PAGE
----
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I peer out the wooden window

Of the house we had built using bamboo and straw. 

The sky is a deep red,

As if the Heavens are bleeding, 

And I don’t know if those are clouds

Or if they’re smoke.

My youngest crawls over to me, 

Her hands dark from the dusty dirt that is the ground of our abode.

She reaches up and grabs at nothing.

I pick her up, my hips aching,

And clean her hands using the edge of my saree.

I look at her with glassy eyes.

She peers at me and just barely opens her mouth.

She whispers, “Baba kotai?”

I too am wondering where her father is. 

But I already have an idea.

It is the 24th of March, 1971- 

Only a matter of time before chaos ensues. 

The breeze from outside runs through the window,

Carrying over the smell of firewood remnants. 

Our two cows start mooing loudly.

I look up again. 

There her father is, 

Trudging over with a cane and bare feet. 

He sees me. He frowns.

He sees our daughter. He forces a smile.

She looks up and opens her mouth wide: “Baba’s home!”

Six pairs of feet run from the room over. 

The oldest opens the door with excited eyes, 

But once he sees his father,

His eyes dull. 

He turns his head to look at me. 

I try my best to keep my expression blank.

He turns back to his father and opens his mouth,

His eyebrows furrowed and face inquisitive. 

His father raises his hand to silence him before one sound escapes.

Everything falls silent,

The ambiance holding its breath. 

All seven children look between me and their father. 

“It’s time for prayer,” I whisper. They nod.

My husband and two oldest place the long rug on the ground,

Facing the corner of the room.

My husband stands at the very front, 

The boys behind him, and 

The girls and myself behind the boys.

He raises his hands to the sides of his face

And, in a quivering yet strong voice, says, “Allahu Akbar.”

The next day, I rise early

And fill my large woven, straw bag with clothes for seven. 

I wake my oldest and motion the bag towards him.

He looks at me with unfocused eyes,

Swallowing his spit,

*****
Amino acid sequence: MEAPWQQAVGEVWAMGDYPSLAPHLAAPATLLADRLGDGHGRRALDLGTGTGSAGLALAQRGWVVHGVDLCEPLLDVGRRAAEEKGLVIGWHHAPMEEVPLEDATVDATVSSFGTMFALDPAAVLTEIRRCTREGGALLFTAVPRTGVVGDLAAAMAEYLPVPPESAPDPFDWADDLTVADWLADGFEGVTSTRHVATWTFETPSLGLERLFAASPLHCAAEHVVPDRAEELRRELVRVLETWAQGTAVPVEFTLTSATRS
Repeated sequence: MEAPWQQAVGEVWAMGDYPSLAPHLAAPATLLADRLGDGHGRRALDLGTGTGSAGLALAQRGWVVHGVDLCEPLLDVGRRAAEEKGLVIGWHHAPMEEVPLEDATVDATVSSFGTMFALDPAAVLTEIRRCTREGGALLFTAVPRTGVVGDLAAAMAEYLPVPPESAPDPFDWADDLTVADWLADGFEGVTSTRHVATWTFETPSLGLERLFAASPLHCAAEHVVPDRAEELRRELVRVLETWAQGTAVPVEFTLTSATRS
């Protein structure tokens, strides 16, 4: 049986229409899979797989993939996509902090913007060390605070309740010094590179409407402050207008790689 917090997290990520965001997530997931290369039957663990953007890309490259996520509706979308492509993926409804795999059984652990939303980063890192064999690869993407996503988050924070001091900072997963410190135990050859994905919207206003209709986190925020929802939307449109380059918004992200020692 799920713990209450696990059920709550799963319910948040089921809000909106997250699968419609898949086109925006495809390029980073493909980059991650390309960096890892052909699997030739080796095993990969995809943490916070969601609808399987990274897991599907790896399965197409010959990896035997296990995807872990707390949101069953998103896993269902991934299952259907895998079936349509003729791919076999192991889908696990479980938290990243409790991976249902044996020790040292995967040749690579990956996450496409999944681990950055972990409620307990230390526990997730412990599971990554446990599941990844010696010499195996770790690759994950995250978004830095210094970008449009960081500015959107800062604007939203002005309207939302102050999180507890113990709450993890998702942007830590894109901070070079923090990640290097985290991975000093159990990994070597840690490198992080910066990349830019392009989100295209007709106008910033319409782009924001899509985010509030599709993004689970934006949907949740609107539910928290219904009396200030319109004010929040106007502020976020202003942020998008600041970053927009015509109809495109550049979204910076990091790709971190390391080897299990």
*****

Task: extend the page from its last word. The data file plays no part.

And reaches for the handles with trembling hands.

I affectionately ruffle his hair and tap his chin,

And don’t bother faking a smile. 

He wakes the others, and declares,
“We are going on an adventure today!”

He feigns excitement and claps his hands.

The four youngest cheer. The other two look at me.

I turn away. 

Their father comes, then, a corner of his mouth curling slightly.

“Listen to your Bhi, today. If you do, you will get a surprise.”

Hours pass, it is now dusk,

But the sky is still wounded.  

The cows start mooing again, louder, louder.

Several furious knocks shake our wooden door.

I sit in the corner of the room and hold my face in my hands,

My eyes peeking through the spaces between my fingers.

Impatient, the door is kicked open.

My husband rushes out and stands tall.

“Is there a problem?” He grits.

The men at the door grab the collar of his shirt.

“Watch your tone.”

One of the men glances at me.

“Any children?” he asks.

“My wife is sick. She has not given birth,” my husband chokes out, 

The air slowly leaving him as the grip on his collar is not released.

The man begins to approach me, anyway.

I uncover my face and hunch back,

Then lunge forward,

And erupt into a vivacious laugh.

I laugh, harder, harder.

There are tears streaming down my face

From the ache in my chest,

As I keep thinking

About the children,

Who would no longer be able to steal the neighbor’s jackfruit,

Boisterous laughs signifying their mischief,

As they run towards the river at the edge of the woods.  

About the land,

That appears ethereal on normal days:

Verdant grass with blades as silken as eyelashes,

And ponds kissed by the sunrays,

Inhabiting water lilies and fishermen on wooden rowboats. 

About the language,

That unites us all together. 

The jackfruits will become rotten,

And it’s too dangerous to let the children wander on their own.

The grass will wither into hay,

And the ponds will only be infested with dead fish.

The language will die,

And our history will be erased.

The man steps back. 

I tear the edge of my saree and keep laughing.

There is a hint of a smile on my husband’s face.

“I told you so,” he struggles to smirk.

The men glare at him, their faces turning blood-red. 

They push him against the wall and tie his arms back. 

I stop laughing.

The men look back at me.

“At least you won’t have to worry about her anymore.”

They leave, slamming the broken door behind them. 

The cows keep mooing, the breeze keeps running,

I sit still.

A few more hours pass.

“Ammu! We’re back! We went fishing and cooked using a fire, 

Just like you and Baba!” 

The youngest shimmies out of the hold of one of my children,

And crawls over to me.

She places herself on my lap.

She looks around.

“Baba kotai?” she whispers.

I close my eyes.

In memory of the Bangladesh Liberation War: March 26th, 1971 – Dec. 16th, 1971

Zaheen is a sophomore Neuroscience and Global Health double major on the pre-med track. She is passionate about healthcare equity, mental health, writing, and the arts.
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